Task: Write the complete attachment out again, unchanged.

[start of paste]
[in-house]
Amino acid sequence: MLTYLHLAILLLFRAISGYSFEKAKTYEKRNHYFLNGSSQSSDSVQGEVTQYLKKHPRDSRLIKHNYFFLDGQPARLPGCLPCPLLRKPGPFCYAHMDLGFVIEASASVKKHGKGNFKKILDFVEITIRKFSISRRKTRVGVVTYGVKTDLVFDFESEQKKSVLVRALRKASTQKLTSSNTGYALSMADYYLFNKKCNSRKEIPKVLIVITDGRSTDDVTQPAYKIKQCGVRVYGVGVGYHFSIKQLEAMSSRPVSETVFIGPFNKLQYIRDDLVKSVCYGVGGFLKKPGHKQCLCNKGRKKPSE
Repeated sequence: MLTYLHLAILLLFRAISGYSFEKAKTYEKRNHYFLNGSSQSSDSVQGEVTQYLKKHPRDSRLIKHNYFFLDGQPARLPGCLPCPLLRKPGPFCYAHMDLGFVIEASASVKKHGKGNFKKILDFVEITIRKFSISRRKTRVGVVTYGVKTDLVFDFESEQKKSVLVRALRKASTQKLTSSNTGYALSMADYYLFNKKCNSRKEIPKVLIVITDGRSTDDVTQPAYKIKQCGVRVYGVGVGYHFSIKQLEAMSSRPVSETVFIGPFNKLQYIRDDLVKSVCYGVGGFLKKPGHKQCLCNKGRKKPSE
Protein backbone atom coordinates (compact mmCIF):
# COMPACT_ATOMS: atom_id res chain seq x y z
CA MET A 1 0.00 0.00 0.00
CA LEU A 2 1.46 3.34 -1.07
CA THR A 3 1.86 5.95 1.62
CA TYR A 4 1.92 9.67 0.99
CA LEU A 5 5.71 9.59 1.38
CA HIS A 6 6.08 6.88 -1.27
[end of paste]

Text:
[in-house]
Amino acid sequence: MLTYLHLAILLLFRAISGYSFEKAKTYEKRNHYFLNGSSQSSDSVQGEVTQYLKKHPRDSRLIKHNYFFLDGQPARLPGCLPCPLLRKPGPFCYAHMDLGFVIEASASVKKHGKGNFKKILDFVEITIRKFSISRRKTRVGVVTYGVKTDLVFDFESEQKKSVLVRALRKASTQKLTSSNTGYALSMADYYLFNKKCNSRKEIPKVLIVITDGRSTDDVTQPAYKIKQCGVRVYGVGVGYHFSIKQLEAMSSRPVSETVFIGPFNKLQYIRDDLVKSVCYGVGGFLKKPGHKQCLCNKGRKKPSE
Repeated sequence: MLTYLHLAILLLFRAISGYSFEKAKTYEKRNHYFLNGSSQSSDSVQGEVTQYLKKHPRDSRLIKHNYFFLDGQPARLPGCLPCPLLRKPGPFCYAHMDLGFVIEASASVKKHGKGNFKKILDFVEITIRKFSISRRKTRVGVVTYGVKTDLVFDFESEQKKSVLVRALRKASTQKLTSSNTGYALSMADYYLFNKKCNSRKEIPKVLIVITDGRSTDDVTQPAYKIKQCGVRVYGVGVGYHFSIKQLEAMSSRPVSETVFIGPFNKLQYIRDDLVKSVCYGVGGFLKKPGHKQCLCNKGRKKPSE
Protein backbone atom coordinates (compact mmCIF):
# COMPACT_ATOMS: atom_id res chain seq x y z
CA MET A 1 0.00 0.00 0.00
CA LEU A 2 1.46 3.34 -1.07
CA THR A 3 1.86 5.95 1.62
CA TYR A 4 1.92 9.67 0.99
CA LEU A 5 5.71 9.59 1.38
CA HIS A 6 6.08 6.88 -1.27